Groundfall, Voxel Quest, The Kindred: Why Voxels?

Voxel-based games are a rising design where developers are liking more and more to work with, but we wondered why that is. We love games that use this kind of design, and in general gamers like it too, but we wanted to know why developers chose to to make a voxel-based game instead of a realistic or low poly design that’s been used for generations now.

So we got in contact with a few developers that are making voxel-based games that were awesome enough to answer our simple question: Why Voxels?

Groundfall Developers – Ryan & Zach:

We truly believe that while voxel technology has been around for a very long time, voxel games can arguably be considered an emergent genre. Voxels been catapulted to the mainstream primarily by the success of games such as Minecraft, but since then we’ve seen Stonehearth, Planet Explorers, Cubeworld, Vox and so on. Voxels allow a form of creativity that is unique to the art style, and pose considerable technical challenges as well. There are over two dozen Kickstarter projects tagged with “voxel” alone, nearly a million search term results, and countless attempts at innovation both in video games and other technology such as medical rendering.

We chose voxels for Groundfall because they allow us to spend less on art, iterate rapidly with our technology as well as (we hope) provide a unique gameplay experience that hasn’t been done before. Admittedly the biggest complaint against voxels is “ermahgerd minecraft clone” but we are making a game with Voxels because we genuinely love the style and hope to offer something new.

Voxel Quest Developers – Gavan Woolery:

From an interaction perspective – adding and removing blocks is the easiest way to understand and interact with a world allows construction and destruction.  The human mind seems to grasp Cartesian grids better than any other geometry structure.  From the perspective of procedural generaiton, it is much easier to work with a solid volume than it is a surface (as you would with procedural surface construciton and polygons) — even if this means wrapping a voxel data set with a polygon surface.  From the perspective of memory and performance, it is much easier to compress voxel data as voxel positions are inherent, and do not need to be explicitly stored, whether doing a naive implementation or a more complex compressions scheme like octrees.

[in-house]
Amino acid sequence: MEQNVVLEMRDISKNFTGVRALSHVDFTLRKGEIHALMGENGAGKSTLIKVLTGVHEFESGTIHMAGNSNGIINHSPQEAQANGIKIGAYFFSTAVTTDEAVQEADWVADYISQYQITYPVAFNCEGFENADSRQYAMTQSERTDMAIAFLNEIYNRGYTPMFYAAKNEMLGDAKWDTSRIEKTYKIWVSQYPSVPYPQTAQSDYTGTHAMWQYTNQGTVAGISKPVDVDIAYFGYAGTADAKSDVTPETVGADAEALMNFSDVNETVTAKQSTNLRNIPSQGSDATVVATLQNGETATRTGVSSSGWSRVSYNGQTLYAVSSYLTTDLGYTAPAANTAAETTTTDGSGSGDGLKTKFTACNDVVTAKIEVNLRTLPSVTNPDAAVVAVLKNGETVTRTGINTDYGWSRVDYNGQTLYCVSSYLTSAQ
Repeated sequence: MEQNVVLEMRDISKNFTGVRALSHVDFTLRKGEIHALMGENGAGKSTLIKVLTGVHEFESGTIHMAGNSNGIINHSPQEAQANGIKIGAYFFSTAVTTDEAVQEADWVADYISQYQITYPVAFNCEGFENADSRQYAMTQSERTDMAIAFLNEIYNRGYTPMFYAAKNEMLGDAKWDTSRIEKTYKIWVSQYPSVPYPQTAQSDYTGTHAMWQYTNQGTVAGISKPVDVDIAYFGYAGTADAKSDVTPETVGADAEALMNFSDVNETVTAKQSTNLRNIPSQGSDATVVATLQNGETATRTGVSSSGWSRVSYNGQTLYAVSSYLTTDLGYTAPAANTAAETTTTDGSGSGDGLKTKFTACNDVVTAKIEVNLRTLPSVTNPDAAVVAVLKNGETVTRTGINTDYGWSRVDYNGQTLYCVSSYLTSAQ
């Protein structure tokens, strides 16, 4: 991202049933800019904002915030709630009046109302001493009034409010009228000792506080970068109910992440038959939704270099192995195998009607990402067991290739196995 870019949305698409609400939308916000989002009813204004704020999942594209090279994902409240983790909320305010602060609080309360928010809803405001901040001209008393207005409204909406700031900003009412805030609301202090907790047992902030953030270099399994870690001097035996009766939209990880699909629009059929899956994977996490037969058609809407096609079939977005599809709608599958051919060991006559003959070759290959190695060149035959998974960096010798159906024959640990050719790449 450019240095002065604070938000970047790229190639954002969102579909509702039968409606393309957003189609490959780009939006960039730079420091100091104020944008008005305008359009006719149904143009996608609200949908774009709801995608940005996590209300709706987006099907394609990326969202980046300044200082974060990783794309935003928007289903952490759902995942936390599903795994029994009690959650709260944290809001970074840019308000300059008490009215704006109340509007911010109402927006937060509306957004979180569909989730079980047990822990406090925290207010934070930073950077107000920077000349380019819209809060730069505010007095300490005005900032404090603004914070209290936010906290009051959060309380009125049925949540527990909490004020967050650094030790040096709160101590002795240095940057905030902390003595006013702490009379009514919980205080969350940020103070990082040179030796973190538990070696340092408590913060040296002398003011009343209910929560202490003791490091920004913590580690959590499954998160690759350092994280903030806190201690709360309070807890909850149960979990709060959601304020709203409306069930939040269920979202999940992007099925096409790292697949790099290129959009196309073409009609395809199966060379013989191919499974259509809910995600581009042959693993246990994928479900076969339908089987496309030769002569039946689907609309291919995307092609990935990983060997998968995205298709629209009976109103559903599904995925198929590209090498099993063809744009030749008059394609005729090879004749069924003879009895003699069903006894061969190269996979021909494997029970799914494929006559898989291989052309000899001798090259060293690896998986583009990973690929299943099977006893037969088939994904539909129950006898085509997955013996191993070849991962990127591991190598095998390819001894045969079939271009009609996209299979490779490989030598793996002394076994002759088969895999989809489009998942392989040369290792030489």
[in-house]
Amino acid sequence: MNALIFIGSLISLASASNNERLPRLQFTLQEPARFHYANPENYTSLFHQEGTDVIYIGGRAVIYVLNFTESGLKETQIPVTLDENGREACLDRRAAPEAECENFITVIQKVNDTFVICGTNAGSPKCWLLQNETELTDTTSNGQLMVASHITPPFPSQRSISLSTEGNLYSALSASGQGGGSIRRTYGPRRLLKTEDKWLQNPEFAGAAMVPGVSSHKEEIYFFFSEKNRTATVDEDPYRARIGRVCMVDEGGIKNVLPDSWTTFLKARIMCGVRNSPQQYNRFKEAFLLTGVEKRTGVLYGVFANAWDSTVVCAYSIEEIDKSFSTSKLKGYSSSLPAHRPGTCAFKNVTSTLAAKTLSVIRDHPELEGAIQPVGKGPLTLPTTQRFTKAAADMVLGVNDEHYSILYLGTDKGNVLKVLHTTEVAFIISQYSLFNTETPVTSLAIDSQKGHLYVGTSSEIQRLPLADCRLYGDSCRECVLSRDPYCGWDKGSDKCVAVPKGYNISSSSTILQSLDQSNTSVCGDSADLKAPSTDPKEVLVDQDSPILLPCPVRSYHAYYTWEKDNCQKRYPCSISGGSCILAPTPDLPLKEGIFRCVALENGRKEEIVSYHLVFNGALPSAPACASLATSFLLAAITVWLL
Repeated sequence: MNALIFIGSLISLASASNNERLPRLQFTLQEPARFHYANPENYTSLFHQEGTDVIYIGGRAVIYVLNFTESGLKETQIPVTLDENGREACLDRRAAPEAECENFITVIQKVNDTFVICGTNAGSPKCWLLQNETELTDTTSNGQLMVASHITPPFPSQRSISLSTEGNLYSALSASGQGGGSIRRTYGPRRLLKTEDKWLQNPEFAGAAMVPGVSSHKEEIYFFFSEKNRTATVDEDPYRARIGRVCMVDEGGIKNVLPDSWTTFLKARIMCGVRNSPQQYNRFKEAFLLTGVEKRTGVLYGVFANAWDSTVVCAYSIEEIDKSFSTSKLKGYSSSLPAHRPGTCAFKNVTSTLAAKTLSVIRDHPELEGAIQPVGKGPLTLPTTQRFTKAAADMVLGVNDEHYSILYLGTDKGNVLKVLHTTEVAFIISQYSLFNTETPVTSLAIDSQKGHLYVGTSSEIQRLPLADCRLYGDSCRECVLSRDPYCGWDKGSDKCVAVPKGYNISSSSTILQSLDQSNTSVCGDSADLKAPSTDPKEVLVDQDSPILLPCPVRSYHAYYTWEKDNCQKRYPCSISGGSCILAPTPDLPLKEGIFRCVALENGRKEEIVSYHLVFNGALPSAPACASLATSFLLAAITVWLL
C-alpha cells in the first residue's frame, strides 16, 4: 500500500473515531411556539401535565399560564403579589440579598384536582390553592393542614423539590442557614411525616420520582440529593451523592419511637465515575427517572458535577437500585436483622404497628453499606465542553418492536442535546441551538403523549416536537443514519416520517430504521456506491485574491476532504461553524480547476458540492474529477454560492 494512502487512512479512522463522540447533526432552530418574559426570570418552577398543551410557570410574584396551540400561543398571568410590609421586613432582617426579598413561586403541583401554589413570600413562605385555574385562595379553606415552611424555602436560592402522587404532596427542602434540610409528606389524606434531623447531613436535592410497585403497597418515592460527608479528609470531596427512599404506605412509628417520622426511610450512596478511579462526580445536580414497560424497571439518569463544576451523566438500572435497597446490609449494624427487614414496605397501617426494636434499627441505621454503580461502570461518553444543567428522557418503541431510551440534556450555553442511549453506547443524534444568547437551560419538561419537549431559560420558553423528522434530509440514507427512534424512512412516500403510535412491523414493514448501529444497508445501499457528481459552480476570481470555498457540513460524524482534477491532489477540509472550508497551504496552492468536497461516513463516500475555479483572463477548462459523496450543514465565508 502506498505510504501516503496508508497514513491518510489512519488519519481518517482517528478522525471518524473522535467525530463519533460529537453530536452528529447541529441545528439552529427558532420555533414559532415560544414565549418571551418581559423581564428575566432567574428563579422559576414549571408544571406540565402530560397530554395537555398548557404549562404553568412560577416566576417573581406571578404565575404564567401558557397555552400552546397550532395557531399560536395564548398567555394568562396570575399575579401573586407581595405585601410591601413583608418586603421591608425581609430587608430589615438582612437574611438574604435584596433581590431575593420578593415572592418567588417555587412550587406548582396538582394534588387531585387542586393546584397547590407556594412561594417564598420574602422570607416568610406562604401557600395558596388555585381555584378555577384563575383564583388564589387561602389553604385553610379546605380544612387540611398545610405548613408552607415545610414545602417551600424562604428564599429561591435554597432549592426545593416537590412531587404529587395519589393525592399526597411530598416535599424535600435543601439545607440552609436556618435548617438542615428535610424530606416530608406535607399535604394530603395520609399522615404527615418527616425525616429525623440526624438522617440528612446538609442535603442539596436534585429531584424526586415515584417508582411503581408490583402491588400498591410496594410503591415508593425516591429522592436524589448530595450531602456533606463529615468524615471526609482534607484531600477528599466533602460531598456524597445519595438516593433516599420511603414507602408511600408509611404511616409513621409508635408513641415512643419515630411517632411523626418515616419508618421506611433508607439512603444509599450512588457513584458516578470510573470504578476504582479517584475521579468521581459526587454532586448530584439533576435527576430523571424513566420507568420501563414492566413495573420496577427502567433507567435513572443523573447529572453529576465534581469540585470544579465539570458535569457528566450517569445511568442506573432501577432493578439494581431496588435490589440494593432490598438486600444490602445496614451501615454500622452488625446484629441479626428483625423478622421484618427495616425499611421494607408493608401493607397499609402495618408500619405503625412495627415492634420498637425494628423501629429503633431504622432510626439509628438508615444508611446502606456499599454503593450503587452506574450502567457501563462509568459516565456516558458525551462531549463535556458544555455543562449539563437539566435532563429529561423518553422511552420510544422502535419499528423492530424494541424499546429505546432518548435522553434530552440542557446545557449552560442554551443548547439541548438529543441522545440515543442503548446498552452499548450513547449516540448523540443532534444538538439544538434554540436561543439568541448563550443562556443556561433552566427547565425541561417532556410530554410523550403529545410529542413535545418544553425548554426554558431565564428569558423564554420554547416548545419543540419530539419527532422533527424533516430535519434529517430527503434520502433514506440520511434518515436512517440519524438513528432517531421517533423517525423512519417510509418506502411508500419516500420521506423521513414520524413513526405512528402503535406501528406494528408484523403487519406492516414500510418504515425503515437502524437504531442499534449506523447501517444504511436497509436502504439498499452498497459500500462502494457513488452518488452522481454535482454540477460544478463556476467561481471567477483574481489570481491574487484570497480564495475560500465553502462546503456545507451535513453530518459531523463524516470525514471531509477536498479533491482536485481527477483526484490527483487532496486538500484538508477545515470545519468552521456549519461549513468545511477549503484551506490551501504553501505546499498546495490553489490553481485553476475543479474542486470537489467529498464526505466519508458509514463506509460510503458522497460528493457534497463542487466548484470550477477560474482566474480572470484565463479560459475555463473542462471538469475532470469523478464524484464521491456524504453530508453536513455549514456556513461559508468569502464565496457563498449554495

The Kindred Developers – Mat:

We wanted to make a game that gives players as much creative freedom as possible. Voxels allow players to create amazing 3D worlds. In The Kindred, players can build their towns and villages however they like and have their people, their Kin, live in those creations who rely on you to build a thriving utopia.

There’s many different reasons why developers chose to develop their game with voxels instead of the norm designs that we’ve seen in many games for many years.

Designing a voxel game is easier in most cases compared to other design choices, as it’s less work and less time-consuming to make the materials and models that you want and throws you into more content production.

It’s also more simple to understand and comprehend to work with for both the developer and the gamer/consumer because of psychological reasons, and that would conclude that a player would get a much more enjoyable and a faster learning experience.

Lastly it would give a much more easier experience and an enjoyable one in regards to creative creation gameplay, where creating content in a building game is almost a one to one for gamers and developers, creating desired constructions in the simplistic ways, and in most cases exceeding the expected scope of what the developers had envisioned.

These are a few reasons of why developers would choose to develop their games with voxels in mind. If you’re a developer and are making a voxel-based game and want to chip in on the reasons of the choice to develop using voxels, hit us up and we’d hopefully have it up here to help those in their decisions and to those curious.

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